Emma Pairman: Te Reo in Our Legislation – Māori language week

He aha te kai ō te rangatira? He Kōrero, he kōrero, he kōrero.

What is the food of the leader? It is knowledge. It is communication.

At BVA The Practice our whakataukī is integral to who we are and how we conduct ourselves every day. In this article Emma Pairman discusses the use and definitions of te reo in New Zealand legislation.

Languages are living as languages can die. Te reo Māori has faced a threat of extinction but with events such as Te Wiki o te Reo Māori a burst of life has been injected into the speaking and understand of this precious language. The prevalence of te reo will increase as people learn and use it more generally. Our legislation is a good place to start but it is important that the words used are carefully considered and meaningful.

As a summer clerk at the Parliamentary Council Office, I was part of a project to examine the use of te reo in New Zealand legislation. The purpose of this project was to better understand which words were being used, how frequently they appear, and the extent of their use. Throughout our legislation, words in te reo will either not have a definition or their definitions will be in-text or in the interpretation section. Another aspect of this project was to look at the consistency of these definitions.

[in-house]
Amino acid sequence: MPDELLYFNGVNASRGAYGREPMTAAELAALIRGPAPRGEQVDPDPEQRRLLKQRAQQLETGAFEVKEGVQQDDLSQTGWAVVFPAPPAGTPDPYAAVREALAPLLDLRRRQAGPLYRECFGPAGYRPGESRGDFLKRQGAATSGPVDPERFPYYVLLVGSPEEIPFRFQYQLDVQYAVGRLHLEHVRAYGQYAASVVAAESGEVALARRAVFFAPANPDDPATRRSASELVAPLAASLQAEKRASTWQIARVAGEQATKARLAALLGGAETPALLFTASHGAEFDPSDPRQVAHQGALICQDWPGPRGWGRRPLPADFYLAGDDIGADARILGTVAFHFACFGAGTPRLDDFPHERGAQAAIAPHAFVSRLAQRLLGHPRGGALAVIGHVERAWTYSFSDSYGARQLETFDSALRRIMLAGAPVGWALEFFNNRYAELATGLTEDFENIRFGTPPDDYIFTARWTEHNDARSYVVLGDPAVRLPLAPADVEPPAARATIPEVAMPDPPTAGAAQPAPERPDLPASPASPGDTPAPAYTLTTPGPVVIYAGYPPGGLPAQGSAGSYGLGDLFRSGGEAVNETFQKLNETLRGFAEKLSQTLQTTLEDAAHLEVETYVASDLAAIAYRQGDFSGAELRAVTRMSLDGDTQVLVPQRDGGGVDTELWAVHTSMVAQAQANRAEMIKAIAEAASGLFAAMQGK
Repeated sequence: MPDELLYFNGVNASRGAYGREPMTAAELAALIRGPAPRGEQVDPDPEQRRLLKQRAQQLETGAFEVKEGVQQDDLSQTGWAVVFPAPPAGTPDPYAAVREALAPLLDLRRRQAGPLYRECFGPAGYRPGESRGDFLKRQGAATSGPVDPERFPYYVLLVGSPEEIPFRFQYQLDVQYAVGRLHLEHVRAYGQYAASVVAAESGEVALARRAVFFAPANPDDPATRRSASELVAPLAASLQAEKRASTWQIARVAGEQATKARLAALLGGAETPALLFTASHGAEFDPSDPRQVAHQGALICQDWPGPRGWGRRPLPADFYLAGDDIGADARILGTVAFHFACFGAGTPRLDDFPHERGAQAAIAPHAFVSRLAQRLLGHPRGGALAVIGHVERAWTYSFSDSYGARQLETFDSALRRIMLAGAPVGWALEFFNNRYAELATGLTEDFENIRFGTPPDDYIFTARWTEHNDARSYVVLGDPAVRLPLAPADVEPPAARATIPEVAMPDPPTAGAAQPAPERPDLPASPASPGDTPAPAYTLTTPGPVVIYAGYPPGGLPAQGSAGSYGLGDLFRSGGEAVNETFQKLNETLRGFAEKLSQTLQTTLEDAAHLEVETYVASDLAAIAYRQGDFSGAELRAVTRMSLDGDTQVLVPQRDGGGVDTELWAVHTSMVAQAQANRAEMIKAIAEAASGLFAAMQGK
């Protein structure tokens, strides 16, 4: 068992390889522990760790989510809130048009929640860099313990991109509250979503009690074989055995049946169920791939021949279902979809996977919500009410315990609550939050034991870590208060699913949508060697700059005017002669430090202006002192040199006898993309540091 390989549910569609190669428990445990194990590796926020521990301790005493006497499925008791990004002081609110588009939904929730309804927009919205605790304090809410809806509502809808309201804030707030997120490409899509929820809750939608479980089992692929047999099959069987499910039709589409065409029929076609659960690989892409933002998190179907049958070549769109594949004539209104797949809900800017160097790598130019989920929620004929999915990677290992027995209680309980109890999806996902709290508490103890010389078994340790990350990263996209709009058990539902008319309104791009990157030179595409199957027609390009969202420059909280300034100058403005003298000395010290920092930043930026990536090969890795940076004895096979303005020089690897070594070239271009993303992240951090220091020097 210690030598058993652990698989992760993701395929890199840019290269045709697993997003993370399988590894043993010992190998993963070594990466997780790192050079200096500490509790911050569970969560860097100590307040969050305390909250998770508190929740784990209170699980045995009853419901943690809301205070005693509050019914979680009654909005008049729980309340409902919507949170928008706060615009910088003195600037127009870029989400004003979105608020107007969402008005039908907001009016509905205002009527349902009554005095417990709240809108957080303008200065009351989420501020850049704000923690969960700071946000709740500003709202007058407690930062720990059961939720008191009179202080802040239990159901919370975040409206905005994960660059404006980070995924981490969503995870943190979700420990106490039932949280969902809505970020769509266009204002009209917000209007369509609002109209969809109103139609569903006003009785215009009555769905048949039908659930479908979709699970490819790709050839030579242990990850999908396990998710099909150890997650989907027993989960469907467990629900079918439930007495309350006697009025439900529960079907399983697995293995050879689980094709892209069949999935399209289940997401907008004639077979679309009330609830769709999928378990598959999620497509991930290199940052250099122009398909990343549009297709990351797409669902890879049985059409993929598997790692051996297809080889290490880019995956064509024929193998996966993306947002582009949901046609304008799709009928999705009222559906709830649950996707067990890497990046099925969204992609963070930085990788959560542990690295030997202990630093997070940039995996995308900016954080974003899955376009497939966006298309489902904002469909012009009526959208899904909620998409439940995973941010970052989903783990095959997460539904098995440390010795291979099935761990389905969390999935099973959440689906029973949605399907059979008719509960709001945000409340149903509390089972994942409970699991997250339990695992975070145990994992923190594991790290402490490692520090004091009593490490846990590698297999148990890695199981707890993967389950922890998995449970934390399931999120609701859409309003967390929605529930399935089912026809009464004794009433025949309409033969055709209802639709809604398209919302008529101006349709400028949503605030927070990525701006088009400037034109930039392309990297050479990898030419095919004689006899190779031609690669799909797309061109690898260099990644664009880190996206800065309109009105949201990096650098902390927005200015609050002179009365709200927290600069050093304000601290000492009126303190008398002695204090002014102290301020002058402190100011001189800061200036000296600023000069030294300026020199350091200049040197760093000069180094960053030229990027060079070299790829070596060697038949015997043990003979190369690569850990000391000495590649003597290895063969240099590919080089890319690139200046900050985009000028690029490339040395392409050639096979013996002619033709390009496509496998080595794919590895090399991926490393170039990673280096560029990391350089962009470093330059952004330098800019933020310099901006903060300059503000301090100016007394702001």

Our investigation used the Māori dictionary to search through the legislation to cast a wide net and collect all te reo words. After applying various filters and excluding Māori specific legislation we focussed on the use of te reo in more general legislation. Our initial finding was that te reo is often used in isolation and occasionally with inconsistent definitions. Te reo is dynamic and the words often have intricately nuanced definitions, therefore, it is vitally important that te reo is used correctly and the words are defined properly.

It is important to not only understand what the word means but to have a real sense of the essence of the word. We should appreciate why the words are being used. Te reo should not be used haphazardly or thrown in just to show we can.

There are many perspectives about ways to incorporate te reo in our work and work places, however, it is imperative that we do it in a meaningful way that appreciates not only the linguistic structure and definition but the cultural meaning behind the words. At BVA The Practice we try to incorporate te reo in this meaningful way. We are aware that te reo can be used in a tokenistic manner. In our regulatory and resource management work, we are considerate of Māori culture, language, and land rights. Our values align with being culturally conscious and we will continue to seek guidance from our local iwi and do our part in preserving this special language.